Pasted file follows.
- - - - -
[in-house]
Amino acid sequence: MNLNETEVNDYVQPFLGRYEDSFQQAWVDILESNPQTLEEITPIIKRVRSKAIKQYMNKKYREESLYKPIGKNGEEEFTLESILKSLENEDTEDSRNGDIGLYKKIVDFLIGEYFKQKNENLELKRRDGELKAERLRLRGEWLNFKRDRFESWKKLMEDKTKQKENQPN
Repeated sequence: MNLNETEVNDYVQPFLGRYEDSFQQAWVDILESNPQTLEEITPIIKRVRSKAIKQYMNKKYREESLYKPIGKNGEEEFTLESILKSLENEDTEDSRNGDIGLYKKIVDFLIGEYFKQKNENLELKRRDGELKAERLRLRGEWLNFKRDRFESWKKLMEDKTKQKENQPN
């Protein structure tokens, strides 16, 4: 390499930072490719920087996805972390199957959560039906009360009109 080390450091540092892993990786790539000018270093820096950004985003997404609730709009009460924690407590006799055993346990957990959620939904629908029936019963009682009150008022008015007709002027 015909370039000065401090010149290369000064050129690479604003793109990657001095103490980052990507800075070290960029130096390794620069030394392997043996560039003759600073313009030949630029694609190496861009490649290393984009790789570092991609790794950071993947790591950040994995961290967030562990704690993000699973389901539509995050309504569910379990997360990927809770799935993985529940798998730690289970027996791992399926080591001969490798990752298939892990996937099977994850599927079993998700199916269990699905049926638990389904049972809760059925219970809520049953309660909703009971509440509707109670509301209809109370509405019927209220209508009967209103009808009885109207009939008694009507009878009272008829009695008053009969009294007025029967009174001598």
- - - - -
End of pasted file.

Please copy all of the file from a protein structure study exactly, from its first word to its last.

[in-house]
Amino acid sequence: MNLNETEVNDYVQPFLGRYEDSFQQAWVDILESNPQTLEEITPIIKRVRSKAIKQYMNKKYREESLYKPIGKNGEEEFTLESILKSLENEDTEDSRNGDIGLYKKIVDFLIGEYFKQKNENLELKRRDGELKAERLRLRGEWLNFKRDRFESWKKLMEDKTKQKENQPN
Repeated sequence: MNLNETEVNDYVQPFLGRYEDSFQQAWVDILESNPQTLEEITPIIKRVRSKAIKQYMNKKYREESLYKPIGKNGEEEFTLESILKSLENEDTEDSRNGDIGLYKKIVDFLIGEYFKQKNENLELKRRDGELKAERLRLRGEWLNFKRDRFESWKKLMEDKTKQKENQPN
């Protein structure tokens, strides 16, 4: 390499930072490719920087996805972390199957959560039906009360009109 080390450091540092892993990786790539000018270093820096950004985003997404609730709009009460924690407590006799055993346990957990959620939904629908029936019963009682009150008022008015007709002027 015909370039000065401090010149290369000064050129690479604003793109990657001095103490980052990507800075070290960029130096390794620069030394392997043996560039003759600073313009030949630029694609190496861009490649290393984009790789570092991609790794950071993947790591950040994995961290967030562990704690993000699973389901539509995050309504569910379990997360990927809770799935993985529940798998730690289970027996791992399926080591001969490798990752298939892990996937099977994850599927079993998700199916269990699905049926638990389904049972809760059925219970809520049953309660909703009971509440509707109670509301209809109370509405019927209220209508009967209103009808009885109207009939008694009507009878009272008829009695008053009969009294007025029967009174001598």